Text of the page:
Client Catches – Sense or Sight? (Darkness)

Client Catches – Sense or Sight? (Darkness)

Following on from my previous post Sense or Sight (Daylight) in which I considered whether a bass has ‘visual’ with its meal even in the murkiest of water, I thought I would balance the discussion with a couple of prime examples of when it appears the vibration and movement of the lure(s) may have influenced the catches my clients achieved…


The inspiration behind this post, and more so the irony of it, is that the batch of bass landed (including the lovely 60cm/5lb fish captured and released by my client Ben in the featured image) over two nights were achieved in the session(s) immediately following the capture of the 68cm/7lb bass (depicted in my previous post) on the bright green ‘Tree Frog’ Samawura One-Up Shad. But where I have a strong suspicion that it was purely the lure’s colour that proved instrumental in that capture, there are a few clues to suggest it wasn’t necessarily the colour that assisted on the occasions I will describe later in this post.

More thoughts…

Before I get into the meat of this one however I just want to explore some more thoughts that have been buzzing through my brain of late! Firstly, the use a dark or even pure black lure (especially soft plastics such as the Wave Worm Bamboo Stick) have proven to be very effective when fished at dusk, with the wonderful outline and silhouette of the lure standing out brilliantly against the sky if you can imagine the bass are beneath the lure and looking up. Moreover, a black Needlefish lure fished over pure sand on a bright, moonlit night has been another winning method time and again (see gallery below):

But what about jet-black lures fished in very murky water in daylight? This is definitely something I am eager to investigate, as there are many very accomplished lure anglers out there, both freshwater and salt, who have informed me about their splendid catches on a dark lure in sometimes exceedingly dirty water – with again, the outline of the lure being what they believe either draws the bass in through sight, or, if a vibrating or pulsing lure is being used, the fish in question is still eventually spotting the profile of the dark lure just prior to walloping it…

Then there are ‘two-tone-coloured’ lures – both hard and soft, with or without any vibration. Could the additional or amplified levels of visual magnetism be something that can be the difference between a blank and a bass at night or in grotty daylight conditions? Below are some examples of the bass that my clients and I have landed on lures with this configuration, within the total gloom in this case:


Before I move on to two other bass senses – such as their ability to hear and sense movement (note that I am not mentioning smell here as that could really complicate things!) my final deliberation on the subject of ‘sight’ and what the bass may or may not be able to see (remember I’m purely speculating here as no-one really knows) is can a ‘glowing or illuminated’ lure be worth a try? Could it make a lure stand out a little too much though? I have no idea, but is it so bonkers to suggest that a soft glow to a lure being retrieved in the dead of night (or in dirty daylight water?) might act as attractant rather than a repellent…? Hmmmm.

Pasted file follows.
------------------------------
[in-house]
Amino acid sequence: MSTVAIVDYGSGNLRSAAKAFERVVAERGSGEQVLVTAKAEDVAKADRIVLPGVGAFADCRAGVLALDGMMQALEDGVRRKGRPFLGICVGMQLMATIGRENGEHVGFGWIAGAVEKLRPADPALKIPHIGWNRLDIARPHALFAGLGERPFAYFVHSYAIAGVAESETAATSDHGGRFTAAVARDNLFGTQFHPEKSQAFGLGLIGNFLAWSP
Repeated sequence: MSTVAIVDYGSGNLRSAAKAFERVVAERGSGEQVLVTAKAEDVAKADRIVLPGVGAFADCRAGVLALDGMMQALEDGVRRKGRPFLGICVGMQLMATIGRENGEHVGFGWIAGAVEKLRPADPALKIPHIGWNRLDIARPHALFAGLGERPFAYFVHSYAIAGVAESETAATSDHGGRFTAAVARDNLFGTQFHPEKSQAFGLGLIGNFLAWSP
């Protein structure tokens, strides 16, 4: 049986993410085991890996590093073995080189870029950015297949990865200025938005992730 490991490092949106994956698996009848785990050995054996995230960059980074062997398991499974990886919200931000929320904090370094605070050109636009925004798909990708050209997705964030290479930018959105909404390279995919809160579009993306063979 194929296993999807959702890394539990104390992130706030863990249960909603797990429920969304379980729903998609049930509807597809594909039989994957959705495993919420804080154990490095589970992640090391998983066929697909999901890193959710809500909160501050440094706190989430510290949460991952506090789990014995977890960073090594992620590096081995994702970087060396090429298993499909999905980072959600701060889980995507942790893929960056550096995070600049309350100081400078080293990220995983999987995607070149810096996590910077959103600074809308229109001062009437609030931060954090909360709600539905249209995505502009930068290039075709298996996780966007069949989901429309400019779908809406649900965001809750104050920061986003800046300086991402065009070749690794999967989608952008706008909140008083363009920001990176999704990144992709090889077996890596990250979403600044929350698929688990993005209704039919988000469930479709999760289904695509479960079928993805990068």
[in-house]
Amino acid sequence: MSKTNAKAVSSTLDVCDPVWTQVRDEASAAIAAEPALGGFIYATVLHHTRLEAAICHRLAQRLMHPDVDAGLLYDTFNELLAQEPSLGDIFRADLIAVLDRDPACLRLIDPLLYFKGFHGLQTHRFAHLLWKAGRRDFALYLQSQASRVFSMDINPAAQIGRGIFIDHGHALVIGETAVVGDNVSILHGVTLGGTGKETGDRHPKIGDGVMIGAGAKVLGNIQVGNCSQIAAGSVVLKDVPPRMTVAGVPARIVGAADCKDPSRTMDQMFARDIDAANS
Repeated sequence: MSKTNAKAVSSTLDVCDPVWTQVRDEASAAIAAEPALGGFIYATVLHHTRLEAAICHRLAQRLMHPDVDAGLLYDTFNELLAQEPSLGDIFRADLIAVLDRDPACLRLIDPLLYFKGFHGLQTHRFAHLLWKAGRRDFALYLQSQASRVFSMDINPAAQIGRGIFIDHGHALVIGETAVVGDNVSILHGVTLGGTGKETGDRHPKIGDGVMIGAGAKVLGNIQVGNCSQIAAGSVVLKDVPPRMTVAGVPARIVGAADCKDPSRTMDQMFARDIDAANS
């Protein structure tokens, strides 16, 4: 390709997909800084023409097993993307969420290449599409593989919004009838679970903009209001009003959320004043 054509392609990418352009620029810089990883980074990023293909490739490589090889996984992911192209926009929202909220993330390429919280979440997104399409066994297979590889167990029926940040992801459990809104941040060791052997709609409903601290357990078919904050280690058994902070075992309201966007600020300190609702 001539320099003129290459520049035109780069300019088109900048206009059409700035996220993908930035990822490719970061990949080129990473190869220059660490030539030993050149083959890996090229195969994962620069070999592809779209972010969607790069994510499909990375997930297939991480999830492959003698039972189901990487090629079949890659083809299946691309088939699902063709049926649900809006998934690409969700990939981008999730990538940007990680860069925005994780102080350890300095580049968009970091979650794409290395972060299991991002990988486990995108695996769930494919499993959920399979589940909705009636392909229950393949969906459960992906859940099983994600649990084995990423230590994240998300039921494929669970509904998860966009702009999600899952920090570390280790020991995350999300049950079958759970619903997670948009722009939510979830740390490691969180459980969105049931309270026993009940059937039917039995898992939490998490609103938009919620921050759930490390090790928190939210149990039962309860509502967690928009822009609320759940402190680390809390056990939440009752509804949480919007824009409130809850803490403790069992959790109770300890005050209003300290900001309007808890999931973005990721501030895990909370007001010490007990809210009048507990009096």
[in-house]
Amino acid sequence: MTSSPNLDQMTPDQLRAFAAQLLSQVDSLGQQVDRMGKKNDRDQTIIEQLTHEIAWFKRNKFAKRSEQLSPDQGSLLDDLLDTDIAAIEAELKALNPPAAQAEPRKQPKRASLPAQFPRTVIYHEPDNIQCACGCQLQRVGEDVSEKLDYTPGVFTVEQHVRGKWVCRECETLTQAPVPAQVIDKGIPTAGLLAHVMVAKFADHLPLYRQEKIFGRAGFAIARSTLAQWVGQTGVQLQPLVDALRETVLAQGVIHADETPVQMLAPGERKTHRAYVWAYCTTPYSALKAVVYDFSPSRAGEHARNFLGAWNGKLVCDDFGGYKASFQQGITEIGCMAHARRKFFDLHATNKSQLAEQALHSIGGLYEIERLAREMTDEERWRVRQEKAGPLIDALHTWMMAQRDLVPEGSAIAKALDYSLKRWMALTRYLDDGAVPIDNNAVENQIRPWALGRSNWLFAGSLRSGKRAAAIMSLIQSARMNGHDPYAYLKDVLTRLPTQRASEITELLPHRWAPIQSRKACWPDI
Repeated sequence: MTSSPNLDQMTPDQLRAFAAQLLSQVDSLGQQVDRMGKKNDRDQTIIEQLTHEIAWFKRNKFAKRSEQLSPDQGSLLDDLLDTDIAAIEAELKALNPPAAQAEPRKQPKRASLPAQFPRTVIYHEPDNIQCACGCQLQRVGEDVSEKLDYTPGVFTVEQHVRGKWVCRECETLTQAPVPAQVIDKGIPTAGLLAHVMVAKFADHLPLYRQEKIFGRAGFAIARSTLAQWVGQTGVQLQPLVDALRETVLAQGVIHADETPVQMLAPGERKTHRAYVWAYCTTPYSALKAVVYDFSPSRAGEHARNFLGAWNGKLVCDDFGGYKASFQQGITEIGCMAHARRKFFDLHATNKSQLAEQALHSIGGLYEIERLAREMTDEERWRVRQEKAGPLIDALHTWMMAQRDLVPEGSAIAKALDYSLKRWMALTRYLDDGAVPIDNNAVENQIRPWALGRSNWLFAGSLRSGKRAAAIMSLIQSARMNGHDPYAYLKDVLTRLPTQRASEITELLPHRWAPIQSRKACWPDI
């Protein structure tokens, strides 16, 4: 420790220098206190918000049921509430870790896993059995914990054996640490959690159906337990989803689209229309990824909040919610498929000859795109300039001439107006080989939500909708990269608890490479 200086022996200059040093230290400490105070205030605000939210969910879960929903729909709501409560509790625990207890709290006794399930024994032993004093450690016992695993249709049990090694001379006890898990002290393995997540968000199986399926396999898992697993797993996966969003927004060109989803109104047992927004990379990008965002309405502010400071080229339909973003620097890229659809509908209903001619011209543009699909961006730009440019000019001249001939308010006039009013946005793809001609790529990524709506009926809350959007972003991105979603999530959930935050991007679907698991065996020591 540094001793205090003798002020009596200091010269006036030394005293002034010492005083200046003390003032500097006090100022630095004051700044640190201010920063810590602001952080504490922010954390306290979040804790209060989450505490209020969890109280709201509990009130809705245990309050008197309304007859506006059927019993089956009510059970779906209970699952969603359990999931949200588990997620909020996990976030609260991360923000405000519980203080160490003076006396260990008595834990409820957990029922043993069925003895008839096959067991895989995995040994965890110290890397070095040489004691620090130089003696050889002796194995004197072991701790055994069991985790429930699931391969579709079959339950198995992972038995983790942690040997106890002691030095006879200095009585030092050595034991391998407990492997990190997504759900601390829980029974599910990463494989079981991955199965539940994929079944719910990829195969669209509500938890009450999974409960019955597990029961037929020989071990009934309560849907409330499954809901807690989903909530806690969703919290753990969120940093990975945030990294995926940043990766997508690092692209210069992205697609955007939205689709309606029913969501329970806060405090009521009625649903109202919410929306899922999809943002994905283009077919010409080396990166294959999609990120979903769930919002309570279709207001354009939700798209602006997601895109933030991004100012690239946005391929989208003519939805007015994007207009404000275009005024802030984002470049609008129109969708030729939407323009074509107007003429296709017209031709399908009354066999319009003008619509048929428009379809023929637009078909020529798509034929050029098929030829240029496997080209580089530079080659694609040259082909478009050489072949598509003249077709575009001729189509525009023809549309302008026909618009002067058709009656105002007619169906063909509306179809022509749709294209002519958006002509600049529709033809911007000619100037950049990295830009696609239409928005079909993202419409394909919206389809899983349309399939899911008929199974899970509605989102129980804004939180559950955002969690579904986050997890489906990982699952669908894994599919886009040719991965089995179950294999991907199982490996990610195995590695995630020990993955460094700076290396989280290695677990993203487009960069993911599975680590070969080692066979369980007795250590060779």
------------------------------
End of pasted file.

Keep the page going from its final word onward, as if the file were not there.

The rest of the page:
A bass on a ‘glow in the dark’ lure? Surely not… But then why not?

What I can tell you is that the 4lb bass above (and two of the fish below) attached themselves to a hard, diving minnow (an IMA Hound Glide in Lime Back Pearl Glow) that glowed a soft fluorescent green after we placed it under the headtorch beam! Although one swallow doesn’t make a summer, at least two very decent fish couldn’t resist the ‘glow lure’ (above) before Ash unfortunately snagged and lost it – a pit really, as it would have been a great experiment to continue with it alongside the seemingly more conventional ‘white’ lures…

Too obvious?

Stepping away from the visual aspect further – vibrating, shaking, wriggling, throbbing and noisy ‘knocking’ hard, diving minnows aren’t something I use all that often in the dark (daylight absolutely in more turbulent, aerated conditions) – the main reason being that 80-90% of my lure fishing for bass at night is conducted within generally tranquil conditions which I can nearly always find such is the varied orientation of the coastline here in south Devon. But could I be missing a trick here….?

As mentioned numerous times – confidence (a word and a feeling that is so important to any angler) is what I have in a lure that is doing very little underwater, at night, and when there are nominal amounts current, wave action or indeed if the water is clear and shallow. Within this environment I have found, over thousands of hours now, that a lure that is ghosting in an ethereal state will often (not always!) out-fish a more conspicuously acting lure that is perhaps, as I touched on earlier, a little too obvious – the caveat being that if bass are still whacking stuff off the top well into darkness, then a small surface popping or sliding lure has done the opposite, and out-fished the far more subtle, soft lures.

A fine bass that took a Whiplash Factory Spittin Wire top-water lure in total darkness on a night when I could physically hear the fish gulping down the bait fish off of the surface layers – an occurrence in which you need serene conditions to hear it!